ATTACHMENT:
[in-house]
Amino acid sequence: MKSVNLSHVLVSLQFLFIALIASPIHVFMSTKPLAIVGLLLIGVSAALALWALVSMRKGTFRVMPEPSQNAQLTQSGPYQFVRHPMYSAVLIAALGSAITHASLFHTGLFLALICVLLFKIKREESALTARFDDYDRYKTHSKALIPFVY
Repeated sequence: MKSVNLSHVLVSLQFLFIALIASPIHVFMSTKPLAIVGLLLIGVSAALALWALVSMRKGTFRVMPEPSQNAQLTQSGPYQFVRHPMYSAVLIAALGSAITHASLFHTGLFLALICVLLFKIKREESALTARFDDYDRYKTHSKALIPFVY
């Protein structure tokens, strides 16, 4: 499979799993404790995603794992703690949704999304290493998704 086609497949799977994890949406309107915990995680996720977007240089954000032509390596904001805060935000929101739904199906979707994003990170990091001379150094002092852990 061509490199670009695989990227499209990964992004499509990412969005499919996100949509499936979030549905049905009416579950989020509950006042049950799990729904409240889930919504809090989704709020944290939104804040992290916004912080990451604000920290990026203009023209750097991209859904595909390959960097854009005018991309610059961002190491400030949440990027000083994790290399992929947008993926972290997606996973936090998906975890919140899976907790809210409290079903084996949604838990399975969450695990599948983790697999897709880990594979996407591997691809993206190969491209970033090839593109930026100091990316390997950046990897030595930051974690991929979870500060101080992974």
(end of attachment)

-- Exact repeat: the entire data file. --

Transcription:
[in-house]
Amino acid sequence: MKSVNLSHVLVSLQFLFIALIASPIHVFMSTKPLAIVGLLLIGVSAALALWALVSMRKGTFRVMPEPSQNAQLTQSGPYQFVRHPMYSAVLIAALGSAITHASLFHTGLFLALICVLLFKIKREESALTARFDDYDRYKTHSKALIPFVY
Repeated sequence: MKSVNLSHVLVSLQFLFIALIASPIHVFMSTKPLAIVGLLLIGVSAALALWALVSMRKGTFRVMPEPSQNAQLTQSGPYQFVRHPMYSAVLIAALGSAITHASLFHTGLFLALICVLLFKIKREESALTARFDDYDRYKTHSKALIPFVY
């Protein structure tokens, strides 16, 4: 499979799993404790995603794992703690949704999304290493998704 086609497949799977994890949406309107915990995680996720977007240089954000032509390596904001805060935000929101739904199906979707994003990170990091001379150094002092852990 061509490199670009695989990227499209990964992004499509990412969005499919996100949509499936979030549905049905009416579950989020509950006042049950799990729904409240889930919504809090989704709020944290939104804040992290916004912080990451604000920290990026203009023209750097991209859904595909390959960097854009005018991309610059961002190491400030949440990027000083994790290399992929947008993926972290997606996973936090998906975890919140899976907790809210409290079903084996949604838990399975969450695990599948983790697999897709880990594979996407591997691809993206190969491209970033090839593109930026100091990316390997950046990897030595930051974690991929979870500060101080992974």